Supported by Andra within the framework of the Investments for the Future Program and selected within the framework of a call for projects with the National Research Agency (ANR), the MATRICE project aims to significantly reduce the quantity of hydrogen produced by the radiolysis of concrete contained in the long-lived medium-level radioactive waste (MA-VL) waste packages intended for storage in Cigeo. To do this, the project partners tested more than a hundred concrete formulas.
Some medium-level long-lived radioactive waste types (MA-VL) are mixed or blocked in concrete when packaged. Concrete thus serves as a binder when the waste is in the form of powders or sludge. It is a technique which also makes it possible to fill in the voids in certain types of metallic waste such as tubes or beams. This conditioning method ensures the stability of the packages over time and facilitates their handling. But water, naturally present in the “cement matrix”, base of concrete, can transform into hydrogen when it is exposed to the radiation emitted by waste. This is one of the main consequences of what is called "radiolysis of water".
Less water in packages helps reduce volume
Above a given concentration in an atmosphere containing oxygen, hydrogen may cause explosion when energy in the form of ultrasound, static electricity, shock, spark triggers a reaction. To prevent this risk, Andra is planning several protection measures in Cigeo, the deep geological disposal project intended to accommodate, among other things, MA-VL waste. First, Andra sets a maximum threshold for the hydrogen content produced by the packages it authorizes fir disposal, which producers must comply with. The ventilation of the cells during the operational phase of the disposal will limit the concentration of hydrogen and its accumulation. Multiple monitoring systems will verify that hyrogen concentration remains remains significantly below the thresholds above which hydrogen could pose a safety problem.
The cement manufacturer Vicat, the CEA and the company Léon Grosse have joined forces around the MATRICE project to propose concrete formulations that minimize the amount of hydrogen produced by radiolysis in waste packages. The objective is twofold: it is a question of limiting the potential production of hydrogen per package, while offering the possibility of incorporating more waste in each package, without reaching the specified production thresholds. A significant double benefit for Andra and the producers, as Xavier Bourbon, an expert in cement materials at Andra explains, who provides the interface with the various stakeholders in the project: "Deep geological storage is a scarce resource. Thanks to this type of concrete, the number of packages could be reduced for the same quantity of waste, therefore using less volume. MATRIX thus participates in responsible waste management. "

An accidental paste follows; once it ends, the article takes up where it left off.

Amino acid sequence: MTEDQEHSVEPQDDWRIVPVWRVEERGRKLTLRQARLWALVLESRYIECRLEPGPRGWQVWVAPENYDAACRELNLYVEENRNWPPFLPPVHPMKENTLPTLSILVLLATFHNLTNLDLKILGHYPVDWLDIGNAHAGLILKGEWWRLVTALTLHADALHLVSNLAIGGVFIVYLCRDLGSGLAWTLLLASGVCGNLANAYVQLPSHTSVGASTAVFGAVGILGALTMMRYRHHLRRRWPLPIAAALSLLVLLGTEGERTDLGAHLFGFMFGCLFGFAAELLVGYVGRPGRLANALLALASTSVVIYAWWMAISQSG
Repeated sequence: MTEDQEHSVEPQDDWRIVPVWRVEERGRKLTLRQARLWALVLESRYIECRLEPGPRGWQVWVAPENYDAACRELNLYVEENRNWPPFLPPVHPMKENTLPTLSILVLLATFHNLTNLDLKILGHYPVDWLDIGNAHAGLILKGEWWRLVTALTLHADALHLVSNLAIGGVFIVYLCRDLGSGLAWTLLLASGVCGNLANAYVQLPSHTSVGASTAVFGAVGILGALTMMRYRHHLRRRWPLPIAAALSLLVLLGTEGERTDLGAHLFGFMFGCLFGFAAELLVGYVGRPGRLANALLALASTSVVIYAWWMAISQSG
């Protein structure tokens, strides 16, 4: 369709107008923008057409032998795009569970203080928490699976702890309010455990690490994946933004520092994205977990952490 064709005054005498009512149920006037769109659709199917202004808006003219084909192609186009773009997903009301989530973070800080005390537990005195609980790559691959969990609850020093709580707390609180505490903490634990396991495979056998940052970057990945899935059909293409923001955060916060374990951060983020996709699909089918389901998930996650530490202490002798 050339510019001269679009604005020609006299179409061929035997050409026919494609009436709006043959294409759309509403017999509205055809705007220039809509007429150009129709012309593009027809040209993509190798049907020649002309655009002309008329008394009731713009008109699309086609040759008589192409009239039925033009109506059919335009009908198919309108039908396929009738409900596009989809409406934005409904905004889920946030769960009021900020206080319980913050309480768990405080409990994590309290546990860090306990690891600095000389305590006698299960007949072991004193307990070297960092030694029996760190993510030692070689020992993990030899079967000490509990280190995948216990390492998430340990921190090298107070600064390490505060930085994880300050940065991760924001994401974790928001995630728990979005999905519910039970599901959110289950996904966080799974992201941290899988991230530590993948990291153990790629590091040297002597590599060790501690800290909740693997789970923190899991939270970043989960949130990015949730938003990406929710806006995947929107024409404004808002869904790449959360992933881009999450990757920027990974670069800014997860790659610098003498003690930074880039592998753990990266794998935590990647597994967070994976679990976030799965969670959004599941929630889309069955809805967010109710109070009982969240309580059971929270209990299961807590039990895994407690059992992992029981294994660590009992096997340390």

Since May 2016, the start date of the project, the three partners have been studying several avenues. The first consists in reducing the amount of water in the prepared concrete, while preserving its mechanical properties (solidity, resistance to compression, elasticity, etc.). But in this case, it is necessarily less fluid and the question arises of filling packages with such a material. In the case of homogeneous waste, intimately mixed with the hydraulic binder, a compaction process, by subjecting the cement to vibrations, was tested. Another avenue, studied for heterogeneous waste, consists in introducing chemical additives into the concrete, which increase its plasticity, for example, and thus decrease its water content. Finally, other technical solutions, using totally different binders, have been tested: sulfo-aluminous and phospho-magnesian cements. These two types of cements make it possible, in fact, to limit the total amount of water introduced in the cement mix and therefore ultimately the amount of water available for radiolysis.
Choose the right formulation
In almost four years, a hundred concrete formulations have already been tested. Only a few are selected today, as Xavier Bourbon explains: "The concrete formulations selected are those that significantly reduce the production of hydrogen. Tests were carried out in a CEA laboratory, where the samples were irradiated in order to assess the quantities of hydrogen produced. These innovative concretes must also meet mechanical performance criteria in order to guarantee the safety of the packages, in particular during handling operations. It must also be ensured that the raw materials used for the manufacture of these concretes are available on a large scale and that the process used can be industrialized. "
These are all elements that the Léon Grosse company, the MATRICE project owner must take into account: “Our role is to use the concrete formulations developed by the CEA and the Vicat cement manufacturer in order to ensure their implementation, to be able to move from the scale of the sample to that of an actual package of 200 liters, explains Guillaume Lobel, project coordinator at Leon Grosse. Increasing the amount of concrete to be produced requires adjustments to the basic formula. "
These innovative concretes are of interest both for producers, who dispose of radioactive waste, and for Andra, which takes charge of them for disposal. But other applications could emerge, particularly in the construction field, this time with an environmental challenge: the manufacture of these concretes produces less CO2 than those usually used.